Most investors consider Sony (SNE) to be "deader than a doornail."
The onetime king of consumer electronics, back when that phrase meant something, has been wandering aimlessly for over a decade, and has suffered mounting losses. Despite this, it keeps paying a quarterly dividend, most recently 15 cents/share, which some say makes it a bargain.
Maybe. Personally, I wouldn't touch a company that's eating its seed corn. Giving cash to shareholders you don't earn back is just liquidation by other means.
Still, CEO Kazuo Hirai has now been at the helm for 16 months. He comes from the games unit, which was its only Japanese bright spot. (The U.S. assets, in movies and TV, have generally done well.) So there is enormous speculation that the press conference scheduled for February 20 will be the unveiling of a new game machine, a PlayStation 4. Sony has a YouTube video teasing the announcement as just that.
But if all Hirai brings out is another game machine, expect another fall in shares. Game consoles seem to be a dying business, with Nintendo hemorrhaging and Microsoft now leading a declining market. It's assumed that gamers are steadily moving to social networks, to mobile platforms, or both.
Still, back when I started writing about technology, Sony's position was similar to what Apple's is now. What Hirai actually has is something clever up his sleeve?
Sony recently took control of the old Sony-Ericsson mobile phone unit and brought out a new line called Xperia, smartphones running Android. What if you made one of those little guys PS/3 compatible?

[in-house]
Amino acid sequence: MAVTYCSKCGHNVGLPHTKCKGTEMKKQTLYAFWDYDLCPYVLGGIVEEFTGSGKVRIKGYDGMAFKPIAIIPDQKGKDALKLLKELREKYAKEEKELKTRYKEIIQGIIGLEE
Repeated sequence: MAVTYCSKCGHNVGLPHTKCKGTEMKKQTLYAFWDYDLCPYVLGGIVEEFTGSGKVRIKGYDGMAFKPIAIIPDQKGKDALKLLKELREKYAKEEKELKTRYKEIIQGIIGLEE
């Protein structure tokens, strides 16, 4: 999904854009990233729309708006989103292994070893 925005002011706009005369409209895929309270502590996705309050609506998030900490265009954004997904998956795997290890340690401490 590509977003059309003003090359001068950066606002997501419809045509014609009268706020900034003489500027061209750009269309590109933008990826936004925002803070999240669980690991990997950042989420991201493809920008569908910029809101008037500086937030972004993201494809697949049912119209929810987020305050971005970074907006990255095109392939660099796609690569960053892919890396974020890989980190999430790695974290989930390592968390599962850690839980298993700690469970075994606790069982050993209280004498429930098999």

Sony has long tried to make the PlayStation an "all in one" machine, with such features as DVD drives and Internet connections. In the last decade this meant higher prices for poor performance, which is why Nintendo's Wii did so well at first. What if it has something more like Apple TV?
If anything surprising or amazing comes out of the February 20 event, even something different, it could easily have a profound impact on the stock price. I speculated last year that the studio alone is worth over $2 billion on a market cap of $15 billion, and it still has a cash horde worth almost $14 billion, according to Google Finance. In other words, most investors consider the base company to be less than worthless.
This was just the position Yahoo (YHOO) was in before it surprised everyone and named Marissa Mayer its CEO. If Hirai can spring a similar surprise, gains will follow. And even if he doesn't, the cash position means your risk is minimal.